Author Archives: jfeinstein

After the brainstorm, it’s the after-party!

Thanks to our friends at D Magazine, our special Thursday evening just got even better. We’ve gotten our hands on VIP wristbands to FrontRow Live and will raffle off to anyone who wants to keep the sparks flying after SparkEd!

There will be DJs, dancing, drinking, live theater, screen-printing, coffee provided by The Pearl Cup, and food trucks. You can check out the full menu of shenanigans here. It promises to be going strong till midnight at the Dallas Contemporary – only a few turns away from the Museum of Nature & Science.

Should be a great way to keep the energy going, so don’t forget to RSVP at sparked.eventbrite.com.

The Brainstorming Event of the Season

In exactly one week, Spark Club returns with the biggest brainstorm of the season! On the evening of November 3, we’ll take to the Electric Theater and invade the exhibit halls of Dallas’ Museum of Nature & Science to to tackle the challenges of three local groups that focus on education. On The Border has generously donated hors d’ oevres, and we will have a cash bar.

The perfect venue to kick off a Spark Club event: the Electric Theater at Dallas Museum of Nature & Science.

We’re excited about the diversity of presenters and range of challenges they’ll be bringing. Here they are:

Dallas Kids First: A non-partisan group of concerned citizens and parents that believes every kid in Dallas deserves access to quality public schools, Dallas Kids First is dedicated to finding, supporting, and electing great school board leaders.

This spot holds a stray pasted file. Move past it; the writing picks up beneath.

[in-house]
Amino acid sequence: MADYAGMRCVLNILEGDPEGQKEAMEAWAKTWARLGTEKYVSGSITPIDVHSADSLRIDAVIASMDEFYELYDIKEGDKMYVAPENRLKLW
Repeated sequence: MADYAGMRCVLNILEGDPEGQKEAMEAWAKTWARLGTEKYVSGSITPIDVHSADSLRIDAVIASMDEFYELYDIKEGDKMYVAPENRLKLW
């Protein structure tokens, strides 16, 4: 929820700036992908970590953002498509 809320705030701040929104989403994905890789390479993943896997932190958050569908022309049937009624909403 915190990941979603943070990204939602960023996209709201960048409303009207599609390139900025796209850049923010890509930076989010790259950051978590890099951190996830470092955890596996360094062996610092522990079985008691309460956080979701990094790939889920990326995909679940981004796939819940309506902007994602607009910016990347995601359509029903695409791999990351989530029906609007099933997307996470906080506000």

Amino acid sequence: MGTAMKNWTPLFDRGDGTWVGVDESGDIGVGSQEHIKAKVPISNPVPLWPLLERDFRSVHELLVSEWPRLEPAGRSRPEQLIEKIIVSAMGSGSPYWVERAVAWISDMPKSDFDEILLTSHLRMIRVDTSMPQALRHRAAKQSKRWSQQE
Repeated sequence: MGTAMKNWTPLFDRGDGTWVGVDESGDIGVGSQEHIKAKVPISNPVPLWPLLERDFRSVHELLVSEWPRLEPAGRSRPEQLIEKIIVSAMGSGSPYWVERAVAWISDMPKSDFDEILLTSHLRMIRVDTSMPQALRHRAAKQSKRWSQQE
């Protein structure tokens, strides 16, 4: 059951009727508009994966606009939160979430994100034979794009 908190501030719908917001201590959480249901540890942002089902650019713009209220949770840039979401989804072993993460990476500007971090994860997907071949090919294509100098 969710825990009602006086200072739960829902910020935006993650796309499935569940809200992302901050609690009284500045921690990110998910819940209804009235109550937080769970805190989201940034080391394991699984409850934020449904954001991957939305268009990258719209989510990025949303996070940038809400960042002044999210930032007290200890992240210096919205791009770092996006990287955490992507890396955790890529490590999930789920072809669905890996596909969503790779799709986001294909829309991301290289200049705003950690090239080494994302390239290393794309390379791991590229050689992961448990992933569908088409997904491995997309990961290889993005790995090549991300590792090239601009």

Group Excellence: A for-profit entity that describes itself as “a mentoring company that tutors,” Group Excellence strives to motivate and inspires students to achieve excellence.

educateTX: This non-profit start-up is developing a web platform that breaks down local education policy into digestible chunks and enables citizens to surface, discuss, and organize around the issues they feel are most important.

Just one of three spaces where we'll dig for great ideas during our breakout brainstorm sessions.

After these organizations briefly present their unique challenges, audience members will then disperse throughout the Museum exhibits for rapid ideation sessions in search of solutions to these challenges. We are excited to be working with Nathan Huntoon and the SMU Innovation Gym, which has led similar exercises with the likes of Lockheed Martin and National Instruments. Check out Nathan’s TEDxSMU talk here to get an idea of what they do.

Why? Because we know that true solutions come from the ground. True solutions come from un-like-minded individuals.  True solutions begin with brainstorming and ideation.

Join us! We think you’ll impact our community.  And, we think you’ll have fun! If you haven’t done so yet, register now at http://sparked.eventbrite.com/.

Introducing … SparkEd! Ideas collide November 3.

Several forces, including Spark Club, have helped push education into the forefront of local conversation. Today, we’re launching a new gathering centered on this cause. We call it SparkEd. We’ll keep the same vibe as any other Spark Club event, only a bit more participatory.